Social cash transfers, generational relations and youth poverty trajectories in rural Lesotho and Malawi
This three-year collaborative research project has been generating evidence about the ways in which social cash transfer (SCT) schemes intervene in, and potentially transform, the structural power relations that underlie the reproduction of poverty. It focuses on rural youth and draws on qualitative research in two rural communities, one in Malawi, which has recently introduced social cash transfers to ultra-poor labour-constrained households, and the other in Lesotho which operates social pensions and child grants. The research also focuses on the policy communities that designed and are implementing the schemes. It is funded by the UK’s Economic and Social Research Council and Department for International Development.
Youth poverty is important, not least because of its implications for the future, yet rural youth poverty has received little attention from researchers or policy makers. The major recent innovation in policy responses to poverty in sub-Saharan Africa has been social cash transfer (SCT) schemes which disburse cash to poor people. There is growing evidence that these address symptoms of poverty among their target populations, particularly children and the elderly. However, impact evaluations have paid minimal attention to their effects on young adults or generational relations.
Poverty is increasingly understood to be produced through structural power relations including political and economic relations, and relations within and between social groups (based on social categorisations such as gender, age, generation and class). If the impacts of SCTs are to be fully understood, we need to examine how they intervene in and are negotiated through these structural relationships.
This research focuses on the effects of SCTs on the power relationships that structure young lives. It examines how SCTs shape generational relationships as well as relations of age and gender. This will contribute to an understanding of the factors that shape pathways into and out of poverty and people's experience of these, and how policy can create sustained routes out of poverty.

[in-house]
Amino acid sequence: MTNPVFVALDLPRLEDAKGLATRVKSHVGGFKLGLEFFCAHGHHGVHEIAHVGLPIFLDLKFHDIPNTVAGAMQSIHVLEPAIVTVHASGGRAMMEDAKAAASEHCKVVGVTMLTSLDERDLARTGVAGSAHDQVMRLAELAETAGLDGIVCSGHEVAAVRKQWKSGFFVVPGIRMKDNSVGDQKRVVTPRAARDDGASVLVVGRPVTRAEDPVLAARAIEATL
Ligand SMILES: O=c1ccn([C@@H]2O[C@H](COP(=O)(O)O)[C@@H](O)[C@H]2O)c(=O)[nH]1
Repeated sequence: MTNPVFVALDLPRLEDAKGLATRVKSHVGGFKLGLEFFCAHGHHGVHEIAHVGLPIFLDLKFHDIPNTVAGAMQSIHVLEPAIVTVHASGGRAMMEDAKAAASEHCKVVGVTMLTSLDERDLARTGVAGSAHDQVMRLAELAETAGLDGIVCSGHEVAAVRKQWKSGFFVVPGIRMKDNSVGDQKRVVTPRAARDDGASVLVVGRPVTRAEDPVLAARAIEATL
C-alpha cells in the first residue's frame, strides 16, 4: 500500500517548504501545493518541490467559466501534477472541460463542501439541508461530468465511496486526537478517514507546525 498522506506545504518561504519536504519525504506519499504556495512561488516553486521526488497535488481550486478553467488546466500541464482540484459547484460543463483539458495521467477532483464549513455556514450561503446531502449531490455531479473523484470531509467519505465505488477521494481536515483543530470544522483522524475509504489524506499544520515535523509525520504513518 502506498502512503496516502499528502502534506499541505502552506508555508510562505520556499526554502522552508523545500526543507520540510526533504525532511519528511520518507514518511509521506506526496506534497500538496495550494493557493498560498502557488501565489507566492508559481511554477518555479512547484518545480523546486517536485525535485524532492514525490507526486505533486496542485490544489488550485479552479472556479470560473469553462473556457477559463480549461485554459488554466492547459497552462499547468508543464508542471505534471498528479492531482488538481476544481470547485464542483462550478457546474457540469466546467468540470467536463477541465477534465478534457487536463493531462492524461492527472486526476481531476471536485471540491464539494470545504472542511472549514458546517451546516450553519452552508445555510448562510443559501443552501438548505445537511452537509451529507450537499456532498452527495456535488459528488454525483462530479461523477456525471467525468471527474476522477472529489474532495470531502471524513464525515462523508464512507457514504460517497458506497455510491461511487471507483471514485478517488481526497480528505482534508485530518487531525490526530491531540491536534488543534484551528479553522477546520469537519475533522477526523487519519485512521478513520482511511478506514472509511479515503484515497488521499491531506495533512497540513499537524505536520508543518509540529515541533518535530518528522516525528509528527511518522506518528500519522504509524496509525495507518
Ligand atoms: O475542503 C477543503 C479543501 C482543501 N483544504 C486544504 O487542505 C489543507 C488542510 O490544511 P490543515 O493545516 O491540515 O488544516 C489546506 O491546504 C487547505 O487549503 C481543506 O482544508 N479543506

The project has five objectives:
1. To identify how specific structural power relationships shape young people's poverty trajectories, focusing particularly on generational relations
2. To identify how SCTs operating in Malawi and Lesotho intervene in these structural power relationships, and the consequences for young people's poverty trajectories
3. To examine how political and economic power relationships between national and international institutions are implicated in the design and implementation of SCT schemes
4. To develop an analysis of young people's poverty trajectories and policy responses that conceptually connects national and international political economic processes with social relations of generation, age and gender
5. To develop and refine a methodological approach that facilitates the involvement of young people in the identification and analysis of the structural relations at the root of their experiences of poverty
The research will build on the findings of a previous project (2007/8) which explored the life histories and aspirations of 80 young people, then aged 10-24, in two villages. Follow-up interviews will be conducted with these young people, some of whose households now receive SCTs, to explore what has happened to them over the past eight years, and the factors that have shaped their situations and fortunes. In depth interviews will also be conducted with members of five households in each village that are in receipt of SCTs to explore further the impacts on relations of gender, age and generation. Subsequently, participatory workshops with groups of young people will examine in greater depth the processes that produce and perpetuate poverty, and how SCTs intervene in these processes. Meanwhile, research will be undertaken with policy makers to understand the national and international level processes that led to the schemes’ introduction and design. Finally, workshops with representatives of agencies, NGOs and government will engage in further analysis of the findings. These workshops will identify key policy lessons.
Maluti Mountains, Lesotho
The project began in October 2015 and will last three years.
Preparatory phase: October 2015-March 2016, including field visits in January/February
Interviews with community members: April-November 2016
Policy-focused interviews: August-November 2016; April-July 2017
Participatory group workshops in communities: April-July 2017
Community feedback and policy workshops: January-February 2018
International dissemination workshop: May 2018
Publication of final report: September 2018
Thandie and Nicola explain how the project is designed to achieve impact on policy and practice.